As inflation concerns intensify, this can put Bitcoin back in driver’s seat
Inflationary concerns have been getting graver with every passing day. At this stage, a few nations have acknowledged it as a real problem, while the rest, continue to bury it under the blanket of neglect.
Other than depending on assets that act like hedges, there’s hardly any way to protect one’s savings from inflation’s grip. BTC, the crypto market’s largest coin by capitalization, has however been associated with the aforementioned tag. And to a fair extent, it has been able to shield the common man from the clutches of the day-to-day rise in price.
However, to continue to do so, it should be able to retain its valuation with time.
Fundamentals – Bitcoin’s trump card
Apart from the usual fundamentals and factors like velocity and squeezes, Bitcoin’s value is likely to be driven by macro factors like buyer/user wealth, opportunity costs, and supply changes over the long term.
As far as the fundamentals are concerned, Bitcoin has been faring pretty well on this front. Consider its velocity itself, for starters. Generally, assets with low velocities are supportive of LT high valuations. Since mid-2016, BTC has been able to keep its velocity low on the macro-frame, which is quite a healthy sign.
The BTC market has additionally been witnessing healthy-squeezes on a regular basis. Even they have been able to elevate the asset’s price.
Inflation: A boon for Bitcoin?
Well, a lot has been happening in the macro-financial landscape and people in power in the U.S. have been quite vocal about the same. For instance, just a day back, Fed Chairman Jerome Powell spoke about inflation before the Senate Banking Committee and accepted that inflation is proving to be more powerful and persistent than expected.
After acknowledging that the “risk of higher inflation has increased,” Powell said,
“We tend to use [the word ‘transitionary’] to mean that it won’t leave a permanent mark in the form of higher inflation. I think it is probably a good time to retire that word and try to explain more clearly what we mean.”
The central bank has been using the ‘T-word’ for quite a few months, in the hope that the high readings would eventually fade away with time. Nevertheless, inflation has had completely different plans and has accelerated at a much faster pace of late.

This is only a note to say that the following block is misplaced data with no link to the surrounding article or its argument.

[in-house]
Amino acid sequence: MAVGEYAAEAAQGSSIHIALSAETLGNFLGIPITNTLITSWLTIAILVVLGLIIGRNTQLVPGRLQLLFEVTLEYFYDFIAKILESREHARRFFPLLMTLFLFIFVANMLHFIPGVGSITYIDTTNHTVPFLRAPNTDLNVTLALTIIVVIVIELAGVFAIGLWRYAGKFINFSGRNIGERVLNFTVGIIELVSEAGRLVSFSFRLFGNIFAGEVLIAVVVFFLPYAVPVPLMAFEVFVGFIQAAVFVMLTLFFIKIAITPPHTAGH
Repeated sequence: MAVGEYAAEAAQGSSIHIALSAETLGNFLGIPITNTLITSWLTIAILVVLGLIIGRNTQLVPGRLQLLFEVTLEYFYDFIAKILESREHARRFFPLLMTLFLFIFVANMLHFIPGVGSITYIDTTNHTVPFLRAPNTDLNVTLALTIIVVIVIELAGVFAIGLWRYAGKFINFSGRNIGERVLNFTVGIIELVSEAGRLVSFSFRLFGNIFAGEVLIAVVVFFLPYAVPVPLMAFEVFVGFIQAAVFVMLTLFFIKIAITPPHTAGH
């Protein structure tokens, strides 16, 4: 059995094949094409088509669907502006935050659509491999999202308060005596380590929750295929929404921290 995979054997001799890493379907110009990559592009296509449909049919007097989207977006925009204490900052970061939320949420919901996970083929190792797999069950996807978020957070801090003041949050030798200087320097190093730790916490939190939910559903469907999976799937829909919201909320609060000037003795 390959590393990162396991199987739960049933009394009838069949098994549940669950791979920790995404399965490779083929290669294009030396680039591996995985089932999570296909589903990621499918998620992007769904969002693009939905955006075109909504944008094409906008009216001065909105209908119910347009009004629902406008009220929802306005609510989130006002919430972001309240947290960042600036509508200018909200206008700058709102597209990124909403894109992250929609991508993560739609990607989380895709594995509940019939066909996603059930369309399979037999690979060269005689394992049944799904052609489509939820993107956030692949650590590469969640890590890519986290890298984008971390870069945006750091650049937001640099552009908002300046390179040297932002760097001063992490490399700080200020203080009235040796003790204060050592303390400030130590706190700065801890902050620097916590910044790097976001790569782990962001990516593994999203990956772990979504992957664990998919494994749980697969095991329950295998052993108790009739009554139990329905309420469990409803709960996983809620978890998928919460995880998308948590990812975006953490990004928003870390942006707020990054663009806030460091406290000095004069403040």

At this stage, it is interesting to note that every recession phase [gray-shaded areas] in the U.S. has been marked with the inflation rate peaking without fail. In the 1980s, for instance, the same reached a level as high as 15%.
Post that, for the most part of the 1990-2020 period, the number remained below 6%. However, in October, prices increased by 6.2% YoY, making it one of the fastest annual rises.
The dollar, engulfed within the rise-in-price environment, has clearly been losing its power and hedges have been able to make up for the same by consistently treading higher.
Ballooning money supply, a cause of concern?
Delving into the money supply dynamics will help determine if Bitcoin has a positional advantage with respect to the U.S. Dollar.
Now, M1 is essentially a narrow measure of the money supply that includes liquid currency and coins in circulation. It doesn’t consider other assets like savings, accounts pending, and bonds. M2, on the other hand, is a combination of both liquid and non-liquid assets and is used as an indicator of the cumulative money supply.
Now, when both the charts above and below are observed, it becomes quite evident that the M2 supply and Bitcoin’s price movements have aligned on the macro-frame. The U.S. dollar, on the other hand, has deviated and treaded on its own chalked-out path.
So, it wouldn’t be wrong to say that as the money supply increases, Bitcoin’s price would also head in the same direction. In other words, as per past precedents, the king-coin would, by and large, follow the footsteps of the wider basket of assets instead of only cash going forward.
Powell, interestingly reiterated in his testimony that his baseline expectation is for inflation to fall closer to the Fed’s 2% target over the course of 2022. The same, to a fair extent, seems to be utopian, or rather highly ambitious, at the moment. More so, because of the new COVID-19 Omicron variant.
The entire economic landscape completely shook during the initial leg of the pandemic and briefly stepped into a recessionary phase. If things get worse this time too, the inflationary numbers would inevitably peak further.
Now, a rising threat of inflation would only reduce the purchasing power of the Dollar and in effect, could be glossy for Bitcoin. Nonetheless, keeping the current fractured state of the crypto market in mind, nothing can be said with surety about whether or not BTC would be able to cling onto its own value during such periods. However, its inclination towards the M2 supply is definitely a step in the right direction.